The horse’s skeleton also dictates the horse’s conformation, which is the overall shape of its body. The horse’s conformation affects its musculature and determines its way of going and stride length.

Finally, the horse’s skeleton provides leverage points that muscles can use to generate power. Therefore, the horse’s skeletal system is essential for it to run fast.

Horses have a large lung capacity.

A big part of what makes fast horses is their lung capacity. Studies have shown that horses have a much higher lung capacity than other animals their size. This allows them to take in more air with each breath which helps to increase their speed.

A horse’s breathing during exercise only occurs through his nose. This is because horses are obligate nasal breathers, meaning they must breathe through their noses to get the oxygen they need.

In addition, when a horse gallops, its breathing and stride are linked. The horse takes one breath with each stride, drawing air into its lungs and then exhaling as it propels itself forward.

When a horse is galloping at full speed, its lungs work overtime to move air in and out. The horse’s breathing rate increases drastically, taking in a large volume of air with each breath.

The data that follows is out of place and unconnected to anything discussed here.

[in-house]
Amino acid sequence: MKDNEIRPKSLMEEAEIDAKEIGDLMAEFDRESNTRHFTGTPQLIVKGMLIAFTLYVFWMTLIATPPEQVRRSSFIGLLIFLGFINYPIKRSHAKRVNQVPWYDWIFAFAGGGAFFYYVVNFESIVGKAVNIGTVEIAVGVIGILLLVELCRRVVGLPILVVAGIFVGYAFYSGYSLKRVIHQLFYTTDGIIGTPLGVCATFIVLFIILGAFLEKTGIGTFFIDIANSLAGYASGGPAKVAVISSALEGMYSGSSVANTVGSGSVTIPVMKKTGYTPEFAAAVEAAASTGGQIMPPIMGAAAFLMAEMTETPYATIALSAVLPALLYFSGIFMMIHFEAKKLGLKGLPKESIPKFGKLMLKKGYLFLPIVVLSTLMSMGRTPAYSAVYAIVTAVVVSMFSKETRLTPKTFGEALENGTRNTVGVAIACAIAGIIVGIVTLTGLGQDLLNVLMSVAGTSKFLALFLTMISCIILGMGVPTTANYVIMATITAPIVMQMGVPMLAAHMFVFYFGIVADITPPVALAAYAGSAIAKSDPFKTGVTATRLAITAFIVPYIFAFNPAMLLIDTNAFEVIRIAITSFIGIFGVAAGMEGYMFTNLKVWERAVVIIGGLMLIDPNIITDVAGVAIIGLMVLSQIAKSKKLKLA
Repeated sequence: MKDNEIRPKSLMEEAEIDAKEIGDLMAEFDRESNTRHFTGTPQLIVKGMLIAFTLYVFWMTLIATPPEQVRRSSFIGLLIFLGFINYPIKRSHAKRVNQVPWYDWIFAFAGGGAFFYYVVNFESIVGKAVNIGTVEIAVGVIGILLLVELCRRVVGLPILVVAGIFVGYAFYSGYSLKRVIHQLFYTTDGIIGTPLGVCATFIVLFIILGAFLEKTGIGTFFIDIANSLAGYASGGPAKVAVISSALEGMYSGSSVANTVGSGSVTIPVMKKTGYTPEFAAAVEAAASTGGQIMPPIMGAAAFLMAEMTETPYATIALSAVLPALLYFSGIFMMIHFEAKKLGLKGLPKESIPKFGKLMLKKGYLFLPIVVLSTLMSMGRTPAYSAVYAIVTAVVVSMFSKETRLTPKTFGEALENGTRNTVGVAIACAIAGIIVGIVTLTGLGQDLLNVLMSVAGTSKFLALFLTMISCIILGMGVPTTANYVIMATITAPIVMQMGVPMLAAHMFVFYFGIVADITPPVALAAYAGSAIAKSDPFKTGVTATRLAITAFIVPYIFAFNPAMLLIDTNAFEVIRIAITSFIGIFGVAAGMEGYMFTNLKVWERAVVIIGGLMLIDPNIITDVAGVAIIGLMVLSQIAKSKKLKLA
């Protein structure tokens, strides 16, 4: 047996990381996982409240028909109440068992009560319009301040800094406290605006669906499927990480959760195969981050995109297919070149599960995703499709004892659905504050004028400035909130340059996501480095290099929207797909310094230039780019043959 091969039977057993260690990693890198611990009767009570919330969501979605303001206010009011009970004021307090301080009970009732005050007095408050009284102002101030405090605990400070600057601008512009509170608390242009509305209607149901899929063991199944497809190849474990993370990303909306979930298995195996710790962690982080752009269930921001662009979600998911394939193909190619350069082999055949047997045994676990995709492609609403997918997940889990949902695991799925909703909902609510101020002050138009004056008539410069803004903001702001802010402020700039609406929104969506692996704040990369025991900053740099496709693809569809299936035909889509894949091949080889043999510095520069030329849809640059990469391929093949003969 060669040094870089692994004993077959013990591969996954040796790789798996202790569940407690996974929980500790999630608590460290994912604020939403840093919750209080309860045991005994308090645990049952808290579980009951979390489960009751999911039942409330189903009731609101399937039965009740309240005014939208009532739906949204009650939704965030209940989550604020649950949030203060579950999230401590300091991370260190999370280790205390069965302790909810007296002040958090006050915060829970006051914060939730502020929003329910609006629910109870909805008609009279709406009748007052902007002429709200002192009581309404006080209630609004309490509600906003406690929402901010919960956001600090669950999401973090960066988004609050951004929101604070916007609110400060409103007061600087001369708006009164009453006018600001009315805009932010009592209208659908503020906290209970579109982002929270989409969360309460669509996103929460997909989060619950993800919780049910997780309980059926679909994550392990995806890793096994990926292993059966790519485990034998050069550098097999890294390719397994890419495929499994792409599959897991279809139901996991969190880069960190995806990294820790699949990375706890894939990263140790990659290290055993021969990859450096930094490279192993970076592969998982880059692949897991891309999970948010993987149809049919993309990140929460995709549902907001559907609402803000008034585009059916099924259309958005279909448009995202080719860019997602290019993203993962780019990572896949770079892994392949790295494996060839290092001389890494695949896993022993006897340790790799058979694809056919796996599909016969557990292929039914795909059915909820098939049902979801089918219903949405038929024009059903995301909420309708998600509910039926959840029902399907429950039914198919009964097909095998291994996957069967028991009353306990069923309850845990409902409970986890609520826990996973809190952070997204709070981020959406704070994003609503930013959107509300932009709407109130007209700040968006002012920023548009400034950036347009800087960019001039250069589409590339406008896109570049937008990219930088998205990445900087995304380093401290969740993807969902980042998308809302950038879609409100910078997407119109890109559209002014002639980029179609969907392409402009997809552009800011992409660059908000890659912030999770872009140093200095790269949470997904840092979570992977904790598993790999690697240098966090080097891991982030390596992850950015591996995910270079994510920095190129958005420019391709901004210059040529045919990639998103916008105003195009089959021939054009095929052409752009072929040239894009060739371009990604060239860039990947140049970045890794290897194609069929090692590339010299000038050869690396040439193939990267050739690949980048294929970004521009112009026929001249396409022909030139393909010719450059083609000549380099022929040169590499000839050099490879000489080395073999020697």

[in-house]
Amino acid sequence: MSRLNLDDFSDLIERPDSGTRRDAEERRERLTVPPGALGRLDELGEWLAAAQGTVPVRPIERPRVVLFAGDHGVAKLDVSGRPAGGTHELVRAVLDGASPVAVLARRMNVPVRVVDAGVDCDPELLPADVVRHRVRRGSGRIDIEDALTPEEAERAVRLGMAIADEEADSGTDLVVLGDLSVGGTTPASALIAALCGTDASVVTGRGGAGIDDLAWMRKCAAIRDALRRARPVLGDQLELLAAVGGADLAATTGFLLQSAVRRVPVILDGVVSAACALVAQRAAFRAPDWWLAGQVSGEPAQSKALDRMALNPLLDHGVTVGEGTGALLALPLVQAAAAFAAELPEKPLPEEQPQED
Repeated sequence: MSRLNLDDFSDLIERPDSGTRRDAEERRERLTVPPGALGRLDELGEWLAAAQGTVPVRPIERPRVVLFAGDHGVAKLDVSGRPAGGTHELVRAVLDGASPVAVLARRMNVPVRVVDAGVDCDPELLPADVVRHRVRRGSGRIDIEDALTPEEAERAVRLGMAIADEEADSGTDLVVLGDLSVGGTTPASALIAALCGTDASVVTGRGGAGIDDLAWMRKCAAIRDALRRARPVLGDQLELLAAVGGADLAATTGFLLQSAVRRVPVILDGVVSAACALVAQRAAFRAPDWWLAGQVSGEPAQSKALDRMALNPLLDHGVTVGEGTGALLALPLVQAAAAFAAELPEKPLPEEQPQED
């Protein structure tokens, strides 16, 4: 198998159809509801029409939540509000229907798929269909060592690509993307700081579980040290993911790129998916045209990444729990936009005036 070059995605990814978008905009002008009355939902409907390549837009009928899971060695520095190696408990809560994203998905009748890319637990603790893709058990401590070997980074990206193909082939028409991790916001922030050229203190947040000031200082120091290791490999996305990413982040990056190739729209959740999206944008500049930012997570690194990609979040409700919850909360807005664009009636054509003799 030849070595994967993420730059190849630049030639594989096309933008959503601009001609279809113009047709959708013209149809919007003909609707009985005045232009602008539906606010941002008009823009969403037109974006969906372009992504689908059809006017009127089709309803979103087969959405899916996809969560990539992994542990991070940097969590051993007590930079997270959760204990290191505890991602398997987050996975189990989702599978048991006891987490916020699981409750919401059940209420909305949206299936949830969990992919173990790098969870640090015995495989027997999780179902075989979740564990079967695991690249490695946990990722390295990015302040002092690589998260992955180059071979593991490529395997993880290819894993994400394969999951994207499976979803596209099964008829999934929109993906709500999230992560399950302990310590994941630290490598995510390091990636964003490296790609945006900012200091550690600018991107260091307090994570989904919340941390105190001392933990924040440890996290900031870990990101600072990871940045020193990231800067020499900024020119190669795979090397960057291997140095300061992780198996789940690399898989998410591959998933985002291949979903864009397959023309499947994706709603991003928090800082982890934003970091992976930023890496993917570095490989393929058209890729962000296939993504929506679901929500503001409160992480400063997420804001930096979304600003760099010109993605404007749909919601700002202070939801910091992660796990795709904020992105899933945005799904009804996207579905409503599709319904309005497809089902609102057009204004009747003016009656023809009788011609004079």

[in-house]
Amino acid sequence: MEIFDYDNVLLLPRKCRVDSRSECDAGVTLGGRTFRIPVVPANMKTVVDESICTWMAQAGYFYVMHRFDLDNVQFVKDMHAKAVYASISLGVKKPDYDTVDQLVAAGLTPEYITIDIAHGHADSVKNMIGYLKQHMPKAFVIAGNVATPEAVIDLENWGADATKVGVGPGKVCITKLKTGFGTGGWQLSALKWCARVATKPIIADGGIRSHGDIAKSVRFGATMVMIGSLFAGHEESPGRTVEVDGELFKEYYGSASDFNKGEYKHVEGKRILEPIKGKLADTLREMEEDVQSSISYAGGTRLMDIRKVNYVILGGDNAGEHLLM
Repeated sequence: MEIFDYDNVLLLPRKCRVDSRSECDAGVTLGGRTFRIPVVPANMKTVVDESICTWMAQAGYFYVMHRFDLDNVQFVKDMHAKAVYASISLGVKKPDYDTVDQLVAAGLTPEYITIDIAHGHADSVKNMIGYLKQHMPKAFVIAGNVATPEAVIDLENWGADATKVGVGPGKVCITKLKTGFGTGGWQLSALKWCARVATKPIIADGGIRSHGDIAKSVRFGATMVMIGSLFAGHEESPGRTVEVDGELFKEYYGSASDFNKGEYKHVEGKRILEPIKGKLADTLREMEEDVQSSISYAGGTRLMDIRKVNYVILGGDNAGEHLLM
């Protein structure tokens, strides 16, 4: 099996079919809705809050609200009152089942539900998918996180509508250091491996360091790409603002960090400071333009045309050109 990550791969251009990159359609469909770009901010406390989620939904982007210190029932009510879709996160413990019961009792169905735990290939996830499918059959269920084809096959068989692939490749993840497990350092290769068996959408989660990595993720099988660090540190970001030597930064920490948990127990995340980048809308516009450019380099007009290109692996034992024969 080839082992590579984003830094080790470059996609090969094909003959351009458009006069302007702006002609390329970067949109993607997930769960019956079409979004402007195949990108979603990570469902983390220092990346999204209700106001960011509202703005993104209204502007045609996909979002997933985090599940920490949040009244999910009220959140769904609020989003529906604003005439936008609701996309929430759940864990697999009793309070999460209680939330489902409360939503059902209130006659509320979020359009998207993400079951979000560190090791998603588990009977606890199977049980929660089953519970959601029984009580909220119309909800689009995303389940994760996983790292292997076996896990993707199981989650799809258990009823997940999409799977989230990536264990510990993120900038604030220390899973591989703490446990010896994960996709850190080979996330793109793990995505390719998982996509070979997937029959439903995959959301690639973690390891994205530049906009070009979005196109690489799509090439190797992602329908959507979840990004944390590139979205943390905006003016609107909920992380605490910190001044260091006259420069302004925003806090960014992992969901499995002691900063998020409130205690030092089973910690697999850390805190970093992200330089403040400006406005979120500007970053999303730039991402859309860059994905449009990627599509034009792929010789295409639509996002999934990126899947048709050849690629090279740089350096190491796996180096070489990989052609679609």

This air is used to supply the horse’s muscles with oxygen, which is essential for generating the energy needed to run. The horse’s lungs are incredibly efficient at moving air and can easily keep up with the demand during intense exercise.

As a result, the horse can maintain its speed for long periods without tiring because of the coordination between stride and breathing.

Picture of a young thoroughbred horse in training.

Training Techniques to Increase a Horse’s Speed.

You can use several training techniques to increase a horse’s speed. One common technique is interval training, alternating between short bursts of high-intensity exercise followed by low-intensity work.

This type of training helps the horse build its muscles and endurance, allowing it to run faster for more extended periods. For example, we often warm our horses up with a slow gallop for about a mile and then pick up the pace for 3/8 of a mile. We are typically asking the horse to sprint at roughly three-quarters effort.

Afterward, we jog them for about an eighth of a mile and let them cool down with a walk. Do this a couple of times a week. Horses are individuals, just like people. Some can do more than others, and you’ll need to adjust your horse’s training accordingly.

We use a heart rate monitor when working our horses which provides us the information we use to see how their fitness level is progressing and set up a training routine. Another effective technique is to incorporate cross-training.